A Look Back At Saturday's Storms
by Angela Schilling, Meteorologist
May 06, 2012 8:21 PM
It’s been a year of flip flopping, feeling like spring towards the end of winter and now feeling like summer time during the end of April beginning of May. Along with summertime weather in the Great Plains comes the potential for severe storms. On Saturday conditions were right for severe weather to occur, lots of moisture and lots of turning in the atmosphere. Even though we didn’t see any tornadoes, severe storms brought heavy rain, large hail, and gusty winds to the area.
It is unusual for us to see severe weather in the morning, but it is not unheard of. Typically we’ll have a cold front swing through which will flush out all of the moisture and fuel for the storms overnight, but this past week we were in a very stalled and soupy environment, allowing storms to continue to fire up both in the evening and morning hours. By Saturday morning large hail was the main story, with reports up to golf ball and baseball size hail in Mitchell, which is definitely large enough to do some damage to one’s car. By midday Saturday, Flash Flood Watches were in effect, with flooding already an issue in Lake County…but that would only be the precursor for later that afternoon. Round two of severe weather came in the evening and hung around through about 5 am Sunday morning. Once again the main threats were large hail, heavy rain, and damaging winds. Even though we didn’t get any tornadoes, gusty winds in association with several gust fronts caused damage in several locations, uprooting trees and even blowing off a roof in Flandreau. Multiple Flash Flood Warnings were in effect by Saturday night, hitting many of the same locations from earlier Saturday morning. As a matter of fact Mitchell broke it’s old maximum daily record for precipitation on Saturday. The old record was 2.06 inches set back in 2007, the new record is 3.03 inches. Madison saw heavy rains as well, with flash flooding causing problems for residents. Now that Flash Flood Watches are over with, now we’re dealing with actual Flood Warnings, with some of our rivers and streams approaching flood stage.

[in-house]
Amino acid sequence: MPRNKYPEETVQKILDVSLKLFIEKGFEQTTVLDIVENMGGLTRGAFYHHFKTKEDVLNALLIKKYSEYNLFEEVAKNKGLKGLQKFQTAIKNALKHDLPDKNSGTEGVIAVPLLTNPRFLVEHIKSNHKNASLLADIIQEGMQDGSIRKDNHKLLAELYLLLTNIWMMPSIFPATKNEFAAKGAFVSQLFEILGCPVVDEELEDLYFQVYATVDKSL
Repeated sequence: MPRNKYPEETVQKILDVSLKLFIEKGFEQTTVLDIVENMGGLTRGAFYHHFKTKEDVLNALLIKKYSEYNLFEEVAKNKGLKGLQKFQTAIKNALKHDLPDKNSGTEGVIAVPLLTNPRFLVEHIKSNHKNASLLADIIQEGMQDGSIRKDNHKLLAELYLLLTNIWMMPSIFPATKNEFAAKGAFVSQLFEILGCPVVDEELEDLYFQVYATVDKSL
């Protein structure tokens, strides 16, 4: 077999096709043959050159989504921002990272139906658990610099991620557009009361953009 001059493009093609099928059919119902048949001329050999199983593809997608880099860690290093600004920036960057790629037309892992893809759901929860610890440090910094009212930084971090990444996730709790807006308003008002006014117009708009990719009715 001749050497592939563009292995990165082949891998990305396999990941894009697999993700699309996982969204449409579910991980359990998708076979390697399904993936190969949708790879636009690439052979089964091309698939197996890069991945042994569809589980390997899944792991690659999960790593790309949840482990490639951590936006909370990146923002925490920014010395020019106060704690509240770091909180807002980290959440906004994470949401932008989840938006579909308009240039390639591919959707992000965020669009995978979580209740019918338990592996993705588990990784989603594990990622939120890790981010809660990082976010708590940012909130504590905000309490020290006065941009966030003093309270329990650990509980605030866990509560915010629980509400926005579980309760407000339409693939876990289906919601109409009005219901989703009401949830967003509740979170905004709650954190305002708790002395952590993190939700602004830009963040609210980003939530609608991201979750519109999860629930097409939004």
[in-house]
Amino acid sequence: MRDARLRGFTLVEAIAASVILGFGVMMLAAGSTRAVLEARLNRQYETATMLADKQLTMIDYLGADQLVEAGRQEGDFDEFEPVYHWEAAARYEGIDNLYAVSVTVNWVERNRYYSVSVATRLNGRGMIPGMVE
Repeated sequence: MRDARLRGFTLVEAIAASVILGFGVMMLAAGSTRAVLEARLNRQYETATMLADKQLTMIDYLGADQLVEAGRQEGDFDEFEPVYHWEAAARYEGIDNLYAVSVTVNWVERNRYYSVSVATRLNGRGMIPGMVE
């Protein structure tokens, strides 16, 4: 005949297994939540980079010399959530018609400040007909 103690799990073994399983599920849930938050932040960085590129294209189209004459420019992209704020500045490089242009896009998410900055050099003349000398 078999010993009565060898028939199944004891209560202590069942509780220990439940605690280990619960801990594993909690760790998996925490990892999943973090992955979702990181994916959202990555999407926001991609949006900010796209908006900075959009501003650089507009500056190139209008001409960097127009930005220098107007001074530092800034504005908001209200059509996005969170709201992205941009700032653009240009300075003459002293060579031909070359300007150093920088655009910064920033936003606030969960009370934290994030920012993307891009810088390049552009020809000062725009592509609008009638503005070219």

***Preliminary reports from Saturday morning through Saturday night. You can see what direction the storms followed with a line of hail reports in a west to east line from about Pierre to western Minnesota, and then up and down the I-29 corridor and into Ortonville. Saturday morning the storms moved due east, while by Saturday night the storms had a little bit of a northerly component to them.
green = hail blue = wind
***The bulk of the rain fell just to the north of I-90 and along and east of the
24 hour rain totals through Sunday morning....with severe storms rain totals can
vary significantly just within a small number of miles, for example while at the Brookings airport
we received .79 inches, an observer reported 2.47 inches.
This shows the different rivers throughout the area and their proximity to flood stage.
The ones in red represent moderate flooding, while the ones in orange represent minor
flooding...green means no flooding. The circles or dots are larger rivers, while the boxes
or squares are creeks or streams. The Big Sioux near Dell Rapids is at minor flood stage,
while a creek in Pipestone is showing moderate flooding, which is an improvement from early
Sunday morning. The James River near Mitchell (along I-90) is also showing signs of minor flooding.
Major Flooding from Sunday morning, now moderate
The good news is not much rain is in the forecast over the next several days, with plenty of dry air and a huge ridge of high pressure building into the region, this week will be quite mild...make sure to stay tuned to KDLT and KDLT.com for the very latest.